The acknowledgement and celebration of Native American Heritage Month is an opportunity for America to reckon with its past, to heal long-standing historical wounds, to build national self-awareness, and fully realize what it means to be a nation built on justice and equity for all people. This should be a priority to those in the highest levels of leadership.

An Indigenous woman raises her fist on Indigenous Peoples’ Day at the first-ever Alcatraz Canoe Journey commemorating 50 years of Indigenous resistance since the 1969 occupation of the once-prison island. (October 14, 2019) Photo by Sarah Manning.

Despite this latest slight to Indian Country by the Trump Administration, Native and Indigenous movements for justice and visibility are mobilizing in unprecedented ways. Looking back to the month of October, wherein dozens of Indigenous Peoples’ Day declarations were made on local and state levels, we recognize the growing power of Indigenous organizing for visibility and self-determination. Together, we are boldly asserting ourselves. We are reclaiming our narratives, restoring the visibility of our Nations, our histories, and our accomplishments.

IllumiNative was founded to combat the erasure of Native peoples, to change the narrative, and illuminate what it means to be Native American in today’s contemporary society. We celebrate Native peoples this month and every month by amplifying Native artists, Native issues, voices for change,  and by providing significant, sound research to build the foundation of truth for all Native peoples in this country.

Some may call the celebration of Native American Heritage Month merely a symbolic gesture. But symbols and the movements behind them matter

Similarly, the NDN Collective was founded to build the collective power of Indigenous people through movement-building, decolonization and self-determination. Asserting ourselves as the original inhabitants of this land is not just critical for our own collective wellbeing, healing and self-determination as Indigenous people, but it’s part of a much broader movement for justice and equity for all people and the planet. We recognize that as human beings upon one shared Earth, we are bound by natural laws of interdependence. Therefore, we must take every opportunity to stand up to inequality and create equitable solutions.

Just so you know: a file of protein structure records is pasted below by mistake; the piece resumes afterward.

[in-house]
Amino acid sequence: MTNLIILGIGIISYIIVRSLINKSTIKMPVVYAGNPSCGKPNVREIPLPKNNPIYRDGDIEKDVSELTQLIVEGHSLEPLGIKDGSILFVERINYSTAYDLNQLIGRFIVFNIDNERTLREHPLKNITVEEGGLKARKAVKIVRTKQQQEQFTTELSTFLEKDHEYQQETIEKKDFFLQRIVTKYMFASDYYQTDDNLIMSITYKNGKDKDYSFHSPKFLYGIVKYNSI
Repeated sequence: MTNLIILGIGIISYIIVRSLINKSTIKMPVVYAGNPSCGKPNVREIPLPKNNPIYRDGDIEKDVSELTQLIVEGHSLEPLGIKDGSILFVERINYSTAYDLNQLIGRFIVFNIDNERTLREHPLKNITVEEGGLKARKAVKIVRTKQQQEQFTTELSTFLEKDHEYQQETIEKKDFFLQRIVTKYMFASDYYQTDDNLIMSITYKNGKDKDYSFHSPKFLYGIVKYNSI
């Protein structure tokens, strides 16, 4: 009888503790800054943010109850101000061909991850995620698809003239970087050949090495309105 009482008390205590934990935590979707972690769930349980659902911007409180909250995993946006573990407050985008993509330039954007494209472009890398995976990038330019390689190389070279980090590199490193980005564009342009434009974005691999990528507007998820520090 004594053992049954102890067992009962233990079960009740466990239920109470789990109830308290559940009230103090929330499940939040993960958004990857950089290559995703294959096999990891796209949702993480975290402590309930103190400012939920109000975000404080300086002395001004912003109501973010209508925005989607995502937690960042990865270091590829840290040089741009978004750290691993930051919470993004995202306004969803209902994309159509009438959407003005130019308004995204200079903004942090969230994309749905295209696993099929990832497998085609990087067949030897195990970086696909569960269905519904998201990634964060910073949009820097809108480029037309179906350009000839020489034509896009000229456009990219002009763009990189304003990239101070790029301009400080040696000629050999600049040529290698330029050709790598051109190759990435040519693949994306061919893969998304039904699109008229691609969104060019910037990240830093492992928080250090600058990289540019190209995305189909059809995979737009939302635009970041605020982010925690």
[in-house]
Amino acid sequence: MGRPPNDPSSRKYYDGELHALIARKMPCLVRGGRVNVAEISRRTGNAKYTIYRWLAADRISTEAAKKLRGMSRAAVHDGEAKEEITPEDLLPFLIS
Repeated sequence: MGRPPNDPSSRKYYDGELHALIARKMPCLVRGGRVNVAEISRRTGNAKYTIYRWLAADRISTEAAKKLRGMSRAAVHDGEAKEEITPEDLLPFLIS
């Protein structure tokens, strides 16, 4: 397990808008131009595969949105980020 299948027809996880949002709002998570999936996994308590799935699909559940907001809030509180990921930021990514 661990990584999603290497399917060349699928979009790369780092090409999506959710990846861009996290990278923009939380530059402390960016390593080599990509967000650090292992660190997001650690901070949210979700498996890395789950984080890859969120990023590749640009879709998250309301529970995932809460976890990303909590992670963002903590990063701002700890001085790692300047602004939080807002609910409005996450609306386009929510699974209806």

Indigenous people gather outside of the U.S. Bank stadium in Minneapolis to protest the visiting Washington Football team’s racist mascot. (October 24, 2019) Photo by Sarah Manning.

As organizations, we share a commitment to fighting erasure. As Native people, we understand how critical this fight is to our future. Indigenous Peoples are an essential part of the historical and cultural fabric that makes up this nation. We remain and persevere as active participants of the present, and we will continue to be co-creators of the future. On a global scale, the perspectives and experiences of Indigenous Peoples and Nations are also essential to solving the most pressing problems facing this country and the world. Indigenous communities are leading the fight to end climate change and ensuring access to clean water and air.  It is imperative that we build a future and country that is grounded in truth, solidarity, justice and equity. A country that works for and includes all. A country where Indigenous Peoples, as the original people of this land, are valued, respected and recognized.